Some might say this year’s Honda Classic is a bit of ‘after the Lord Mayor’s show’ compared to the Players last week, and while the standard and depth of the field might be lower this week, this is one of the PGA Tour’s great events.

It is also played at one of the toughest and most challenging layouts of the entire season in PGA National with the closing stretch, known as the ‘bear trap’, throwing up drama year after year.

In short, it’s an event not to be missed and here is the preview of the 2021 edition.

Take a bite of Berger

With the field lower in quality this week, many would think this is the prime opportunity to hunt for some value. That might be true, but right at the head of the market, DANIEL BERGER sticks out like a sore thumb and the American looks to hold outstanding claims of winning a third title since June.

The 27-year-old, a runner-up here on debut in 2015 having lost a play-off to Padraig Harrington, is enjoying a really solid run of form that has only seen him finish outside the top 10 twice since the turn of the year. The highlight so far was obviously the win at Pebble Beach and that showed this is not only a player who is consistent but he is a winner too.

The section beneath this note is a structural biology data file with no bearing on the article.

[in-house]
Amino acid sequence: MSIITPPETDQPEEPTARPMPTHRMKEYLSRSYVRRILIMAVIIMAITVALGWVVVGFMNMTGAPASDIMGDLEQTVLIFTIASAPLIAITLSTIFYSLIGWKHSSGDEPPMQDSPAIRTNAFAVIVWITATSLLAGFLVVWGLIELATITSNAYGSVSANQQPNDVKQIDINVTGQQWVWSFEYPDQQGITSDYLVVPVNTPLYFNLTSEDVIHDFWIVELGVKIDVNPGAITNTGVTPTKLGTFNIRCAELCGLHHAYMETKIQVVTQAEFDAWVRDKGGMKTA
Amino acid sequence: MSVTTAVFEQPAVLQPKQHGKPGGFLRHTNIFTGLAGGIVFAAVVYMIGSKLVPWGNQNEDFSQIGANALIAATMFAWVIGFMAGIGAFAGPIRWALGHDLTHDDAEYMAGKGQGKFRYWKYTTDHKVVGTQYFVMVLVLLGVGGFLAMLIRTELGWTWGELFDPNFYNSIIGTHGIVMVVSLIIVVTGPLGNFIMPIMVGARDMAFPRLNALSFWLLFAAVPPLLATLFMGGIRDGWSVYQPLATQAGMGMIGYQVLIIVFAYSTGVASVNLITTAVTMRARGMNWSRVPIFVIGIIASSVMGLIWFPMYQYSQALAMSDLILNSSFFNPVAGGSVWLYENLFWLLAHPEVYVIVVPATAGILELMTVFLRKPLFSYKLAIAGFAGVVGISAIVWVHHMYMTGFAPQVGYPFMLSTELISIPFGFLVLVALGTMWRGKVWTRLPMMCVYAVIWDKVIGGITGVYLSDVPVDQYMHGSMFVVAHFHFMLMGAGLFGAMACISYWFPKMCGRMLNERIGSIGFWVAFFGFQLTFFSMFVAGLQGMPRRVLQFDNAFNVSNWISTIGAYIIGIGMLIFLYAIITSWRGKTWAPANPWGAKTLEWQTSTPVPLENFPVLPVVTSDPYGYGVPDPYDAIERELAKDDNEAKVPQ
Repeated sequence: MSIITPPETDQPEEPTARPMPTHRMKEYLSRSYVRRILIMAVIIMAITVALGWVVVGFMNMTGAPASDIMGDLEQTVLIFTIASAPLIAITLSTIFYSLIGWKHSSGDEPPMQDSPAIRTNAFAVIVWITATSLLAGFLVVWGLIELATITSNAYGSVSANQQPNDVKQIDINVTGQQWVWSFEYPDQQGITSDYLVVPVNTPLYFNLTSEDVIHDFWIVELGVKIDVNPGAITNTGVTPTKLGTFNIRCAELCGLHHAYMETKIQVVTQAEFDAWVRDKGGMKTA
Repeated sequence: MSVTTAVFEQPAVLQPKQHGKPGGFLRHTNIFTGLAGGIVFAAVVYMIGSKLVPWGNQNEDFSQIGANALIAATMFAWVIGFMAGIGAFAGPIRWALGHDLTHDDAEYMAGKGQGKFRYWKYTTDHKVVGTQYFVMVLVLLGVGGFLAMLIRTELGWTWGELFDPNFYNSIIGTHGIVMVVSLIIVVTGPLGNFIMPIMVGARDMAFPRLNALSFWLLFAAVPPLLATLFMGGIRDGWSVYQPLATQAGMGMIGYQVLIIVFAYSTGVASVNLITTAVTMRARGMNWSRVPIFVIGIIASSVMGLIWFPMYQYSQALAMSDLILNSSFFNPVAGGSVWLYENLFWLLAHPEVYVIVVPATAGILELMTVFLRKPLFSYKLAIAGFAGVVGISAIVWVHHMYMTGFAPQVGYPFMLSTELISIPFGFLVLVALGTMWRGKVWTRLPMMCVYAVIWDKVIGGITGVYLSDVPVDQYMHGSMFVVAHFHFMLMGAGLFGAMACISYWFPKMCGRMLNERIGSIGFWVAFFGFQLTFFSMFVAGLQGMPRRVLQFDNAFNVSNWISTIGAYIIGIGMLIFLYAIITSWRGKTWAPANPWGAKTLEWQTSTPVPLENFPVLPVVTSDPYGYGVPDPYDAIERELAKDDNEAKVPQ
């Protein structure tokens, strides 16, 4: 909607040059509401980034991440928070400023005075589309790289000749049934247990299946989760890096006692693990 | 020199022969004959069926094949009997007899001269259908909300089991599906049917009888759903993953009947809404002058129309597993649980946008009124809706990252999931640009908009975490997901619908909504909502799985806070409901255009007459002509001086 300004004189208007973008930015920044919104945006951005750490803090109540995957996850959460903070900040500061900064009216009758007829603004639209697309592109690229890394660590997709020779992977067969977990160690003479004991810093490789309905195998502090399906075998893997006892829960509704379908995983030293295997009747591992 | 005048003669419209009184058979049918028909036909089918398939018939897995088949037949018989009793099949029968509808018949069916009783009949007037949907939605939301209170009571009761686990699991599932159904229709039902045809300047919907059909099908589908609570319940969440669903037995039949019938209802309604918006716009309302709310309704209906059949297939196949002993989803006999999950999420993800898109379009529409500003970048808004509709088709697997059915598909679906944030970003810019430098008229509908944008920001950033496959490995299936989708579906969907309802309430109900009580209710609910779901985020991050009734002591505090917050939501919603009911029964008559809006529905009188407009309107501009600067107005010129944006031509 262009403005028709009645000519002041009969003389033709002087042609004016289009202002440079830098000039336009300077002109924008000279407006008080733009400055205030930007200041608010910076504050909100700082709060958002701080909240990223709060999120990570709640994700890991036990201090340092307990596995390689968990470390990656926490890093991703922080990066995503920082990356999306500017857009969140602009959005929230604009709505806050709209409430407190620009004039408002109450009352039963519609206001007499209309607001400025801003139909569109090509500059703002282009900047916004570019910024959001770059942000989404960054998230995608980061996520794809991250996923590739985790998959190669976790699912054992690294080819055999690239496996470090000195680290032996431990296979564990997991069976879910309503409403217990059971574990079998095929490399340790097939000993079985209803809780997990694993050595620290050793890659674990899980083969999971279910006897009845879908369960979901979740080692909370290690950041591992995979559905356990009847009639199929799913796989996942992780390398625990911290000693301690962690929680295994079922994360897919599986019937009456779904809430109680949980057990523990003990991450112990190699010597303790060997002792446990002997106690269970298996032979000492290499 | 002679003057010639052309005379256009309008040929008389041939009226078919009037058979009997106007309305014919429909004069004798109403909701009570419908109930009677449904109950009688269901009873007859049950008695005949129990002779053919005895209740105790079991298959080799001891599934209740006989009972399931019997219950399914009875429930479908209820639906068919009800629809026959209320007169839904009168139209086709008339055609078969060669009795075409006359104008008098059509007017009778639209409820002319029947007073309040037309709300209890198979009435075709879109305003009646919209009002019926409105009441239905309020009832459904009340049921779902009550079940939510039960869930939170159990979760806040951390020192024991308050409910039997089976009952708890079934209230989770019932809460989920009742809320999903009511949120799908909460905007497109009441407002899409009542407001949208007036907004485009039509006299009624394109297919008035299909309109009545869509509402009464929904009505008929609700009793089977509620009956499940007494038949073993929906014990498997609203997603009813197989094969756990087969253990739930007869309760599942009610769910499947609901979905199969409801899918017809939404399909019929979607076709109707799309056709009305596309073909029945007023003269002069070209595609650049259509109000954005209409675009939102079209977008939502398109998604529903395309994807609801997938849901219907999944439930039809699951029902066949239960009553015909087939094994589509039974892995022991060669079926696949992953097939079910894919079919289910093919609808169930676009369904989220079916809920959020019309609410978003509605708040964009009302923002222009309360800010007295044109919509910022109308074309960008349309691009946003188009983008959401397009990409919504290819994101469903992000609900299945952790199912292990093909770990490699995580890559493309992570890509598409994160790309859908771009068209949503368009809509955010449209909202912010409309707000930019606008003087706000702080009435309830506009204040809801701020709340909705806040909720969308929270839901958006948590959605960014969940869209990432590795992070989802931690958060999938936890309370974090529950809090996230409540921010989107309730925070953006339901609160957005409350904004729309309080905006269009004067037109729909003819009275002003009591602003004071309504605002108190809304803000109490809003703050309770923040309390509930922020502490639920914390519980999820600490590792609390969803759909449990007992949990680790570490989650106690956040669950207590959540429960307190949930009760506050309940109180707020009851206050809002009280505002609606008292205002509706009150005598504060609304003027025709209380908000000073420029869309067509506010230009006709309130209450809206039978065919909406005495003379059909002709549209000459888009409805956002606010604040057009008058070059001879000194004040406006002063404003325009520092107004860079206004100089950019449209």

As mentioned, he’s shown his liking for PGA National with that runner-up finish six years ago, while he was also fourth last year where, in very tricky conditions, his worst score was a level par 70. That again portrayed his love for these technical courses, where plotting your way around is key, meaning Berger certainly won’t worry if the forecasters are correct and conditions do get tricky over the four days.

Finally, if Berger’s claims needed heightening anymore, then his staying-on top-10 finish at Sawgrass last week, when a number were struggling, showed the game is very much in the place he wants it. His closing round 67 was only bettered by four golfers and if he brings anything like that kind of form here then he’ll be a tough nut to crack at 11/1.

The chasing pack

Of the remainder, last year’s winner Sungjae Im is another with obvious claims at 14/1. He played very well for three of the four rounds at Sawgrass, but that 18 holes when he’s not at his best is costing him dear at the moment. That poor round is often so poor that it’s taking him out of contention and at a course as brutal as PGA National, that’s not something the South Korean can really afford.

There is no man in better form that Lee Westwood (22/1) after back-to-back runners-up finishes. However, he admitted he felt fatigued after the final round at the Players and you just feel three weeks under the pump might prove a step too far for the Englishman.

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